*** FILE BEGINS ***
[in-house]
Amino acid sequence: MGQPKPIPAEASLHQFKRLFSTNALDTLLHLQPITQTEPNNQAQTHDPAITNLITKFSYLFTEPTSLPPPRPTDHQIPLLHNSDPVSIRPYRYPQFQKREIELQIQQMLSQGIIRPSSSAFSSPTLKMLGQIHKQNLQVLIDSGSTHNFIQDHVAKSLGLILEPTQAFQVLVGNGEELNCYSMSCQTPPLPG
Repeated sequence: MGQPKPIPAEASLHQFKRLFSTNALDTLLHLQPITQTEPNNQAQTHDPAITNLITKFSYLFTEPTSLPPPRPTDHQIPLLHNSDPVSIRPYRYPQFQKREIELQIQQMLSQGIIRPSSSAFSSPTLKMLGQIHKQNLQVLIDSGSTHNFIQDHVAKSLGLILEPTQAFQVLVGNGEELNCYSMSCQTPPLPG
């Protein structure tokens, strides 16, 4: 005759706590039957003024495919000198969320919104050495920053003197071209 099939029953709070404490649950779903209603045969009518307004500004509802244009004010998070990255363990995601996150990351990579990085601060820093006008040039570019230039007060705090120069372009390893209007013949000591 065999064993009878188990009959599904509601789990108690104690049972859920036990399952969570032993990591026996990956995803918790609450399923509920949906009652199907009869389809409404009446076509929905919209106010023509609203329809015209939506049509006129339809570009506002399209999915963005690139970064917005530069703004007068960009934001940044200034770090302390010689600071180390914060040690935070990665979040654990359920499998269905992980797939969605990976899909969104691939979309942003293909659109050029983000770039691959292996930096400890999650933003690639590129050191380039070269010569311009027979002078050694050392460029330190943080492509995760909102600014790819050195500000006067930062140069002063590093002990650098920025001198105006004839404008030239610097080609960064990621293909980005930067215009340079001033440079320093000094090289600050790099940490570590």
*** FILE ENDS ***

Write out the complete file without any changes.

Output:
[in-house]
Amino acid sequence: MGQPKPIPAEASLHQFKRLFSTNALDTLLHLQPITQTEPNNQAQTHDPAITNLITKFSYLFTEPTSLPPPRPTDHQIPLLHNSDPVSIRPYRYPQFQKREIELQIQQMLSQGIIRPSSSAFSSPTLKMLGQIHKQNLQVLIDSGSTHNFIQDHVAKSLGLILEPTQAFQVLVGNGEELNCYSMSCQTPPLPG
Repeated sequence: MGQPKPIPAEASLHQFKRLFSTNALDTLLHLQPITQTEPNNQAQTHDPAITNLITKFSYLFTEPTSLPPPRPTDHQIPLLHNSDPVSIRPYRYPQFQKREIELQIQQMLSQGIIRPSSSAFSSPTLKMLGQIHKQNLQVLIDSGSTHNFIQDHVAKSLGLILEPTQAFQVLVGNGEELNCYSMSCQTPPLPG
């Protein structure tokens, strides 16, 4: 005759706590039957003024495919000198969320919104050495920053003197071209 099939029953709070404490649950779903209603045969009518307004500004509802244009004010998070990255363990995601996150990351990579990085601060820093006008040039570019230039007060705090120069372009390893209007013949000591 065999064993009878188990009959599904509601789990108690104690049972859920036990399952969570032993990591026996990956995803918790609450399923509920949906009652199907009869389809409404009446076509929905919209106010023509609203329809015209939506049509006129339809570009506002399209999915963005690139970064917005530069703004007068960009934001940044200034770090302390010689600071180390914060040690935070990665979040654990359920499998269905992980797939969605990976899909969104691939979309942003293909659109050029983000770039691959292996930096400890999650933003690639590129050191380039070269010569311009027979002078050694050392460029330190943080492509995760909102600014790819050195500000006067930062140069002063590093002990650098920025001198105006004839404008030239610097080609960064990621293909980005930067215009340079001033440079320093000094090289600050790099940490570590």